|Year : 2011 | Volume
| Issue : 2 | Page : 245-248
Congenital gangrene of the extremities in a newborn
R Onalo1, WN Ogala1, YZ Lawal2, ND Chom3, O Odogu1, SO Ige1
1 Department of Paediatrics, Ahmadu Bello University Teaching Hospital, Zaria, Nigeria
2 Department of Orthopaedic, Ahmadu Bello University Teaching Hospital, Zaria, Nigeria
3 Department of Radiology, Ahmadu Bello University Teaching Hospital, Zaria, Nigeria
|Date of Acceptance||01-Feb-2011|
|Date of Web Publication||19-Aug-2011|
Department of Paediatrics, Ahmadu Bello University Teaching Hospital, Zaria
Source of Support: None, Conflict of Interest: None
| Abstract|| |
Gangrene of the extremities in the newborn is extremely rare at birth. Less than 100 cases have been reported worldwide. Its etiology is obscure in many cases; however, some factors have been associated with it in the newborn, which include vascular injury and embolism. We report a case of a baby with congenital bilateral lower limb gangrene caused by thromboembolic phenomenon from retroplacental hematoma following abruptio placentae and highlight the challenges of managing such condition in resource-poor setting.
Keywords: Extremities, gangrene, newborn
|How to cite this article:|
Onalo R, Ogala W N, Lawal Y Z, Chom N D, Odogu O, Ige S O. Congenital gangrene of the extremities in a newborn. Niger J Clin Pract 2011;14:245-8
| Introduction|| |
Intrauterine vascular insufficiency with bilateral lower limb gangrene at birth is a rare but well recognized phenomenon. Since the first case described by Martini in 1828, according to Gross,  less than 100 cases  have been reported so far. The etiology is obscure in most cases. This is being reported due to the rarity of the condition and difficulties of managing it in resource-poor setting.
| Case Report|| |
A 66-hour-old baby girl was referred to us on account of blueness and inability to move both the lower limbs since birth. The baby was a product of 36 weeks gestation. Pregnancy was supervised in a private hospital and was uneventful until the 36 th weeks of gestation, when mother developed spontaneous vaginal bleeding which lasted for 38 hours before delivery. There was no history of hypertension, diabetes mellitus, renal diseases, thrombotic or hemorrhagic tendency in the mother, siblings, or other family members. Drug use during pregnancy was limited to routine antenatal drugs. Antepartum ultrasonography revealed abruptio placentae with a normal live fetus. Baby was delivered in the hospital, where pregnancy was supervised, by emergency caesarian section and had Apgar scores of 3 and 5 at 1 and 5 minutes, respectively. Prompt airway management viz-ΰ-viz clearing of the airway and positive airway pressure ventilation was instituted. No history of umbilical catheterization or administration of parenteral drugs. She responded to the resuscitation but her lower limbs remained limp. At the age of 12 hours, the left lower limb became bluish up to the groin and swollen while the right leg had blackish areas on the last three toes and back of the leg up to the mid-thigh. This prompted the private hospital to refer the patient to the University Hospital.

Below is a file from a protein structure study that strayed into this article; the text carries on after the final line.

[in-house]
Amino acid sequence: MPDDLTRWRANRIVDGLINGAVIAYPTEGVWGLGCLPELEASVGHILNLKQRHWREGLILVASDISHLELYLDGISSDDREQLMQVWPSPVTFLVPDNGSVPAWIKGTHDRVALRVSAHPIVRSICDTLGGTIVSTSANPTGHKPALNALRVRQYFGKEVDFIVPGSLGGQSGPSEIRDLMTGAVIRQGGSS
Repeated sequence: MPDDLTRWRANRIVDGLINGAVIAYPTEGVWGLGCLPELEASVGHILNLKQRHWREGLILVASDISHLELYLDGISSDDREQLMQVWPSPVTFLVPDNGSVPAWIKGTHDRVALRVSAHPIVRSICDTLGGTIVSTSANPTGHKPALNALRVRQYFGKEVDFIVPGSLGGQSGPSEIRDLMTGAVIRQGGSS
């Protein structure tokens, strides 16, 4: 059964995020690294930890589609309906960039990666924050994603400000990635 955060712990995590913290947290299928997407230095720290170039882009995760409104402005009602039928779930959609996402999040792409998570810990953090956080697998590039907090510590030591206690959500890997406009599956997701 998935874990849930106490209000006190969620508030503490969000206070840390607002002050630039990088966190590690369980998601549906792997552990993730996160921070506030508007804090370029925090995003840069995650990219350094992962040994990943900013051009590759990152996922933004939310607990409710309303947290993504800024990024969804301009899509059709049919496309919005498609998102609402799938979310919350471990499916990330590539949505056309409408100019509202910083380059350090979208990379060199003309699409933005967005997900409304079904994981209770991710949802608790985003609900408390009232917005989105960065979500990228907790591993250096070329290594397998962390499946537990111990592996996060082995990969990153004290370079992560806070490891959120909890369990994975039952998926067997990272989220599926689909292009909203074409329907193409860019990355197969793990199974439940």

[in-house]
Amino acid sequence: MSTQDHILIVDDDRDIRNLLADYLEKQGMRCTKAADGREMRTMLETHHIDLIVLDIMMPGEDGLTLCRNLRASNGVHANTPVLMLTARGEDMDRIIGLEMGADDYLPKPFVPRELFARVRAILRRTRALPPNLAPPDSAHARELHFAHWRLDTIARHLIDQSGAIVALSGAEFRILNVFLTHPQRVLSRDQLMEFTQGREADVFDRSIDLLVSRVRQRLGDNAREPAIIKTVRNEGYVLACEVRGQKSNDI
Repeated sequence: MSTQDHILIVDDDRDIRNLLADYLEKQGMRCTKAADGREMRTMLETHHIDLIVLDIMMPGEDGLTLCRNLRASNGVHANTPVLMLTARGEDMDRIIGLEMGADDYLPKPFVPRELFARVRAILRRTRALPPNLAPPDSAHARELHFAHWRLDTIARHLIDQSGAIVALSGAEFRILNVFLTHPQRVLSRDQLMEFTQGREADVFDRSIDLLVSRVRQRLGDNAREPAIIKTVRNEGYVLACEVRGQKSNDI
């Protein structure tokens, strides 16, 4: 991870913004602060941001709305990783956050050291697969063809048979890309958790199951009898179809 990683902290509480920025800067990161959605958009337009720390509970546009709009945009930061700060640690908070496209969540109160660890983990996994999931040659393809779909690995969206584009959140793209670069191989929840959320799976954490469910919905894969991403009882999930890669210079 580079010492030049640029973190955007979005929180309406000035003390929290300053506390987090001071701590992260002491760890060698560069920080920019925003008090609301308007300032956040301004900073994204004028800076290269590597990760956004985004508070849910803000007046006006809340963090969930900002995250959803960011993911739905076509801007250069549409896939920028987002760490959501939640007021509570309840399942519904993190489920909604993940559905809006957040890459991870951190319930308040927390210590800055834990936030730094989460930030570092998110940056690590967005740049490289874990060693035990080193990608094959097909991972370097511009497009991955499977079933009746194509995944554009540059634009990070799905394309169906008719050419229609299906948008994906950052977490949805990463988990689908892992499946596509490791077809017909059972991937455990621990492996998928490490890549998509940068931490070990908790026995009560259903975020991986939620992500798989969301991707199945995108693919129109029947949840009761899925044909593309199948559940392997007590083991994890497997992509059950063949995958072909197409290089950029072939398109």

At presentation, the baby was moderately dehydrated, jaundiced, and pyrexic. The left lower limb was edematous, bluish, and cold up to the hip joint, with blisters on the dorsal aspect of the foot and lateral part of the leg, the largest blister measuring 3 Χ 4 cm. There was a line about 2 cm below the inguinal ligament demarcating the healthy proximal portion from the dead distal part [Figure 1]. The left dorsalis pedis, popliteal, and femoral arterial pulses were absent. The right lower limb was hyperaemic with bluish areas on the posterior aspect, up to the gluteal area. The first, second, and third lateral toes also showed dark bluish discoloration.
The arterial pulsations in the right lower limb were barely palpable. The leg was tender with no spontaneous movement. Examination of the systems was normal except for hepatomegaly of 4 cm and vulval edema. Her blood pressure was 60/40 mmHg.
Laboratory investigations revealed hemtocrit of 41%, total leucocyte count of 9.0 Χ 10 9 /l with 60% neutrophils, 24% lymphocytes, 1% myelocytes, and 5% stab forms. The platelet count was 326 Χ 10 9 /l. Total serum bilirubin was 326 μmol/l and conjugated fraction was 8 μmol/l. The prothrombin and activated partial thromboplastin times were similar to the control, while the serum biochemistry was within normal range. Doppler studies were not possible but contrast computed tomography angiography performed revealed stenotic right femoral artery. In addition, the arteries of the left lower limbs were not visualized up to the level of the division of the common iliac artery [Figure 2].
|Figure 2: Contrast angiography showing right femoral artery stenosis and absent left femoral and popliteal vascular markings|
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An impression of bilateral lower limb gangrene was made. The limbs were elevated and warm compress applied. Intravenous tissue plasminogen activator was prescribed at 0.1 mg/kg/h but it was unavailable. Subcutaneous enoxaparin 1.6 mg/kg 12 hourly, intravenous antibiotics and oral ibuprofen was commenced as well as intensive phototherapy, fluid, and caloric supply.